There are few reasons, in my opinion, to get out of bed early. The rare occasion of catching a flight is one of them. And so when I was asked to go on a day trip to Lake Mývatn in the north-east of the country – a place that after more than a year of living in Iceland, I still hadn’t visited – I accepted with little hesitation.
With only a day at our disposal, we made the almost 500 km journey from Reykjavík to the capital of the north, Akureyri, by plane where we were met by our friendly guide, Sigurður Óskarsson. From the airport we were driven over the highlands, stopping occasionally to take in the view of the town below. As we travelled over the side of the mountain we were greeted with snow and the reality that we probably hadn’t chosen the best day to explore the north.
But our optimistic guide was quick to assure us that the region simply has different things to offer during the different seasons, and presumably in different weather conditions. “It depends on how you want to experience the area,” he told us. What he meant was that although we may have missed the bright, sunny weather and the abundant birdlife characteristic of the summer, and the autumn colours, visiting in the winter also has its charms – namely the absence of the dozens of tour buses that must compete for parking spots during the warmer seasons. The empty roads, our guide told us, meant that we would have time to visit additional places along the way, plus we would be able to enjoy them without the crowds. In fact, our small group of five, plus the guide and driver, did not run into a single other person along the way. After taking a short tour of Goðafoss, ‘Waterfall of the Gods,’ and after an hour on the road, we arrived at Lake Mývatn. Located on the Mid-Atlantic ridge, the 37 km² lake was created more than 2000 years ago by a large volcanic eruption. When the glowing lava flowed into the lake (what is now Mývatn), the water-logged sediment got trapped underneath it. Steam and gas explosions tore the lava into small pieces, creating groups of what are known as pseudo craters, which characterise the shoreline and islands of the lake. The area is a protected conservation site and has the most pseudo craters in the world. These oddly shaped and coloured (green, brown, black and yellow) hills at Skútusdaðir, on the southern edge of the lake, were our first glimpse of many strange geological formations in the area.
Because of Mývatn’s shallow depths, sunlight is able to penetrate into the waters, helping life to thrive in the area. Laxá, Mývatn’s only outpouring river, is apparently the best, and also the most expensive (the price can be up to 2,500 euros/212,000 ISK a day) salmon-fishing spot in the country. In the warmer months, the region is rich in birdlife. But, at this time of year the waters are quiet. And, thankfully, the skies are too. Our guide told us about the thick clouds of midges (flies), after which the lake is named, which exist during the summer. Sometimes they number so many, that the road ahead can barely be seen, our guide informs us. Predictably, the upside of such cool temperatures as on that day was the absence of flies and other insects.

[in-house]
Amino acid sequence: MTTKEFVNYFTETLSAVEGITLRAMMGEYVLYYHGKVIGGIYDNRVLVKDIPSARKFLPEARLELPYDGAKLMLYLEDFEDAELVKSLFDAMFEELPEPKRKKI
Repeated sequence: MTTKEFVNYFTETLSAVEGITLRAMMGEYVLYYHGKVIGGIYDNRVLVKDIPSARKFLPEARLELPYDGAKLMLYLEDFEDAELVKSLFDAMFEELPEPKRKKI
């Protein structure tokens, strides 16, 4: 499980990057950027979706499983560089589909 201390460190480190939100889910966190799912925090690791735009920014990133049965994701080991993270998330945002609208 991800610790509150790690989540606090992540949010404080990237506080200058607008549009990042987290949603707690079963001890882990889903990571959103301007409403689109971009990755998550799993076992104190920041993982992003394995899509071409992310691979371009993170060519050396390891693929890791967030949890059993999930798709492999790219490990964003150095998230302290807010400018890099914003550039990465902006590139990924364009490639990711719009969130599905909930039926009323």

Standing in the hypothermia-inducing winds for 20 minutes made us appreciate our lunch of warm cauliflower soup at the local hotel all the more. It was then onto Dimmuborgir with its forest of rock pillars and crags. The area was created as a result of the same volcanic eruption which formed Mývatn. Although legend has it that the rock formations are in fact a drunken party of trolls which were turned to stone by the morning sunlight. The guide was keen to point out the two “trolls” embracing.
Later we stopped at the cave of Grjótagjá where locals and tourists alike have been known to bathe in the 35-40ºC waters, and at Víti or ‘Hell’ crater-lake. The bright blue water against the deep, brown crater walls are yet another example of the stunning geological sites in the area. On the way to Námaskarð, the highlight of the day, we passed the Krafla Geothermal Power Plant, where bore holes as deep as 3000 metres have been drilled in order to harness the natural energy below.
The mud flats of Námaskarð consist of pastel-coloured steam vents and bubbling mud pits and were by far the most spectacular destination on the trip. The icy winds prevented us from spending too long admiring the strange colours – varying shades of blue, brown, purple, white and yellow (even fluorescent yellow) – though some of the group warmed up by engulfing themselves in the steam rising from the muddy ground. The ground is so warm that the locals bake their bread by placing the dough mixture in the ground nearby where it cooks in the natural heat.
Our final stop was a much needed visit to the warm waters of the Mývatn Nature Baths, the North’s answer to Reykjavík’s Blue Lagoon. Much like the Blue Lagoon, the place consists of steam baths, hotpots and a natural bath pool of bluish geothermal water, rich in minerals and silicates. The difference is that, at least at this time of year, you can potentially have the whole place to yourself. We shared the pools with only two others, a far cry from the overcrowded waters of the Blue Lagoon. Though, on the other hand, the waters were noticeably cooler.
All in all, our extensive nine-hour guided trip of the Mývatn area was a great way to spend some time in this part of the country. Especially knowing that it was just that – a daytrip where you can experience such varied landscape over such short distances. I expected the lake itself to be the most spectacular site of the trip, but the diverse and wonderful geological sights that surround Mývatn are the highlights which, in many people’s minds, earn Mývatn the title of being the most beautiful area in the country.
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